Kearns, Allan. 'Are Irish households and corporations over-indebted - and does it matter? : The Barrington lecture 2003/2004'. - Dublin: Journal of the Statistical and Social Inquiry Society of Ireland,Vol. XXXIII, 2003/2004, pp148-175
Journal of the Statistical and Social Inquiry Society of Ireland Vol. XXXIII, 2003/2004
Household and corporate indebtedness has soared in recent years and is now at
historically high levels. The market for credit today is unrecognisable compared with just 30
years ago when, in the national economic interest, the rate of credit growth was controlled
centrally. The central questions addressed in this paper are whether households and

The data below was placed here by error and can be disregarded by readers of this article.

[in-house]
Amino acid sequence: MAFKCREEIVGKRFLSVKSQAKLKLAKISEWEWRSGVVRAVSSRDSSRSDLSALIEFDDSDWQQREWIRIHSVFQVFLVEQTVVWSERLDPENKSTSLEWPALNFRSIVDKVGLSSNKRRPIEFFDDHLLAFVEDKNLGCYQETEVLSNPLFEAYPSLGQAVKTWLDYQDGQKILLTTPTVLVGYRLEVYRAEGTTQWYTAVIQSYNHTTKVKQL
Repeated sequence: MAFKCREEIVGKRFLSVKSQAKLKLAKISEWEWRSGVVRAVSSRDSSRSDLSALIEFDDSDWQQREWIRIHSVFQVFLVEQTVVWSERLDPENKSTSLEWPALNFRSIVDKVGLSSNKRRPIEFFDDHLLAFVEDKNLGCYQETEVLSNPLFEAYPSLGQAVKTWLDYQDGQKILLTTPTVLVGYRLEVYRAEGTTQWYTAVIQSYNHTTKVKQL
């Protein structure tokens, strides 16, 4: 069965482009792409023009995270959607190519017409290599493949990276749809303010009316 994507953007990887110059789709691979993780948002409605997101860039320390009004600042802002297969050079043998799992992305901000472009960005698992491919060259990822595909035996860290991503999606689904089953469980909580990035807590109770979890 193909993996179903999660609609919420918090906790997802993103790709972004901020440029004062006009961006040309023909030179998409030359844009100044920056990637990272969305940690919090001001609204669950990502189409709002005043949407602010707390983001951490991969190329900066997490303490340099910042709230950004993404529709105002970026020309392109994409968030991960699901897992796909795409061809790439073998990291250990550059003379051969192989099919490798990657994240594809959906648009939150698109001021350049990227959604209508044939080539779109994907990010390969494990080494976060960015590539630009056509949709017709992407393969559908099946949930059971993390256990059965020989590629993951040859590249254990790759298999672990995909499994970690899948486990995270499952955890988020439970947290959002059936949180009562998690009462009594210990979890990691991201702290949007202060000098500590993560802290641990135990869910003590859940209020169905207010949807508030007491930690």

corporates are over-indebted now and why this might be a worrying development? Previous
authors have suggested that over-indebtedness may have severe consequences: (i) higher rates
of arrears and bankruptcies, (ii) sharp contractions in investment and consumption, and (iii)
increased fragility in the banking system. The aggregate evidence on indebtedness is
contrasted with micro-data on households, corporates and credit institutions. This paper
concludes that households and corporates may not be over-indebted when (i) account is also
taken of improvements in their debt-service capacity and (ii) micro-data is used to qualify the
aggregate indebtedness data. Furthermore, credit institutions appear to be well insulated
against severe shocks that could potentially arise from households or corporates.
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